Texas Sen. Wendy Davis’ abortion filibuster galvanizes activists
HOUSTON — In a chaotic late-night scene that played out beneath the Capitol dome in Austin, a Texas lawmaker with pink sneakers and the steely resolve of a branding iron single-handedly stopped an effort to drastically curtail abortion in the Lone Star State.
Wendy Davis’ filibustered victory, which ricocheted around the world via social media, may prove short-lived. Gov. Rick Perry announced Wednesday he would reconvene the Legislature on Monday in a second and likely successful attempt to pass the measure.
But the celebrity Davis garnered and the passions the Fort Worth Democrat ignited — at one point she generated 6,000 Tweets a minute with the hashtag #StandWithWendy — may prove longer lasting.
“Somebody who has energized young people this way — we’re looking for people like her,” said Sydney Case, 24, a nursing student who came to the Capitol on Tuesday morning to watch Davis and stayed there until the session ended after midnight in anarchy. “We’ll keep our eyes on her.”
Thousands of supporters streamed toward the state Capitol throughout the afternoon and evening to back the diminutive legislator, a single mother who lived in a trailer before going to Harvard Law School. A huge following across the country tuned in to the live feed streamed by the Texas Tribune. The standoff raced across Twitter — complete with real-time commentary from actors Mia Farrow and Henry Winkler and author Judy Blume. Comic Ricky Gervais put Davis “in the pantheon of heroes.”
Even President Obama chimed in. “Something special is happening in Austin tonight,” the presidential account tweeted.
By the time the filibuster neared the deadline, the supportive shouts from the gallery boomed so loudly that the legislators’ votes could barely be heard — and the vote was pushed past the deadline by minutes.
“Veteran Capitol reporters have never seen anything like this,” one Austin reporter tweeted. “Gallery standing. Gallery does not yield,” wrote another.
At issue was legislation that would ban abortions at 20 weeks and require Texas clinics performing the procedure to either upgrade their facilities or close. The practical effect, opponents said, would be to shutter all but a handful of Texas’ abortion providers.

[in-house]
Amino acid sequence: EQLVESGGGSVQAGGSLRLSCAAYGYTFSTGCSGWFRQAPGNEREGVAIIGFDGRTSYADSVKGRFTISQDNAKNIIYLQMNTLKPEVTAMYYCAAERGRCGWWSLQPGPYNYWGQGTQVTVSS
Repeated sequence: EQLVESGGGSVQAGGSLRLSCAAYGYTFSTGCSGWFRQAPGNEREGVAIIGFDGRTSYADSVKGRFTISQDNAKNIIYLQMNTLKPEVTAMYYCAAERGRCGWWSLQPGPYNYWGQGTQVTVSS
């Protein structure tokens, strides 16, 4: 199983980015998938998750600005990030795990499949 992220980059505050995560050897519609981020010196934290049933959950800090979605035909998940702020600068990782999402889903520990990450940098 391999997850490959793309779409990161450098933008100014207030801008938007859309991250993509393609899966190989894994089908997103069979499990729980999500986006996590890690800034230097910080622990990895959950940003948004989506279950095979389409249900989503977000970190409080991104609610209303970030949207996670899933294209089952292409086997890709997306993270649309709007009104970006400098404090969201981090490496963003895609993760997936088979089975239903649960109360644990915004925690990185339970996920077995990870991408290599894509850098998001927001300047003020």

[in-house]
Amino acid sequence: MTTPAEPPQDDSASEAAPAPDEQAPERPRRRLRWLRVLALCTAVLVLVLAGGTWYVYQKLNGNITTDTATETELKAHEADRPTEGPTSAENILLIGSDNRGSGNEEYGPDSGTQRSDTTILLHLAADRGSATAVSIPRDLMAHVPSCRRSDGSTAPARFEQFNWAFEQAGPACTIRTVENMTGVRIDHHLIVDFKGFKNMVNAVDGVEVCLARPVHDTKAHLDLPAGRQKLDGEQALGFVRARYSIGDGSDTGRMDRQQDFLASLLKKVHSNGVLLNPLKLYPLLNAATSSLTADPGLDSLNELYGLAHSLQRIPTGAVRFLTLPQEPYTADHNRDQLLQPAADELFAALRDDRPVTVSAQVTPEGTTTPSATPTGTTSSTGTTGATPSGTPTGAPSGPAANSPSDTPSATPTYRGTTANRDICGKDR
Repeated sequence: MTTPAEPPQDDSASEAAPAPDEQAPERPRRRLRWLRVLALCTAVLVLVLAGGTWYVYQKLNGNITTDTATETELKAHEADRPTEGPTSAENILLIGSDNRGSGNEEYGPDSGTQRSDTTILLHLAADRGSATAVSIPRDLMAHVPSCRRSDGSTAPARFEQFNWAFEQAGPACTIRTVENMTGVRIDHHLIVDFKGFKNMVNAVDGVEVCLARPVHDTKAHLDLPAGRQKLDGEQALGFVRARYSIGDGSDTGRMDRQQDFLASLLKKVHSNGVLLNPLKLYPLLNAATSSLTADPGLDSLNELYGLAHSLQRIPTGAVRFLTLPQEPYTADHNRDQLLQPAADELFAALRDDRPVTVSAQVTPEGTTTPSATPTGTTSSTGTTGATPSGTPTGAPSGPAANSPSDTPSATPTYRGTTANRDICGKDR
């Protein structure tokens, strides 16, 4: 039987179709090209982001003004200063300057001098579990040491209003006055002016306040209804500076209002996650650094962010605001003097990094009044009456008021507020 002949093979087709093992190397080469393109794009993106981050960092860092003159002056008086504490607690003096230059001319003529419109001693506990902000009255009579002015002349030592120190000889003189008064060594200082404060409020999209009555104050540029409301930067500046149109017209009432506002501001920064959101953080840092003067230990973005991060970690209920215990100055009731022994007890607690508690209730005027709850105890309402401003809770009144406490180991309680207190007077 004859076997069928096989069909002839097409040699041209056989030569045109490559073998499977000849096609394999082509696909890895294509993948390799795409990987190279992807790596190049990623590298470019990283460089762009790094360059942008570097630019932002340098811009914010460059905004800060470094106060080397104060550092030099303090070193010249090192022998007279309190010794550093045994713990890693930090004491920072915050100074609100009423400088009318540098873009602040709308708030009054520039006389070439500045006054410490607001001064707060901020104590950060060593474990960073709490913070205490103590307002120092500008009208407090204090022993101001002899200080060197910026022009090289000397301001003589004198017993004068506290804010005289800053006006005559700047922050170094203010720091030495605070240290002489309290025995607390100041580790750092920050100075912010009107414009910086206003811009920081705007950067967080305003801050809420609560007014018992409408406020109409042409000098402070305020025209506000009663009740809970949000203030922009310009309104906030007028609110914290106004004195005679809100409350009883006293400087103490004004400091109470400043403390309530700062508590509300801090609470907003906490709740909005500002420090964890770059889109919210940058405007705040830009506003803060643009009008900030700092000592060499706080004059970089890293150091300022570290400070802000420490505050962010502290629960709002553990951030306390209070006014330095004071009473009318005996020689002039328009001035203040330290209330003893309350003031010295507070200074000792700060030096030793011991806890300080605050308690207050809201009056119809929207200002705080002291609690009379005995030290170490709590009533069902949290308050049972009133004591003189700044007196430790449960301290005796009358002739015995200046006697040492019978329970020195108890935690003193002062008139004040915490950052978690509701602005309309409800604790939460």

The law was part of a pattern of restrictions passed in recent months by Republican-run legislatures across the country. Last week, in its most sweeping antiabortion action in years, the GOP-run House voted largely along party lines to adopt a measure similar to the Texas law, prohibiting abortions after the 20th week of pregnancy with limited exceptions. The bill, fiercely opposed by Democrats, is unlikely to become law, but has fueled party efforts to portray Republicans as hostile to women.
Davis began her talk-a-thon at 11:18 a.m. Tuesday and survived several challenges — one had to do with wearing her back brace — under the Senate’s painstaking filibuster rules, which forbid eating, drinking, using the restroom or even sitting down.
The rules also require — unlike in the U.S. Senate — that the filibustering lawmaker remain on subject, and so Davis did. She talked about the U.S. Supreme Court decision legalizing abortion, about sonograms and poor women and women living far from the nearest medical clinic.
“A lot of women resent the fact that this legislation is being voted upon by, look around this room, primarily by men,” she said at one point, suggesting they were heedless of the impact of the proposed law because they don’t have “the equipment.”
“But I’ve got it,” she said. “And my daughters have it and women I know have it and women I’ve never met have it, and each of them have direct impact by each circumstance that is being put up by this bill.”
As midnight neared, marking the end of the 30-day special legislative session and with it the demise of the abortion bill, the Senate chamber turned to shambles.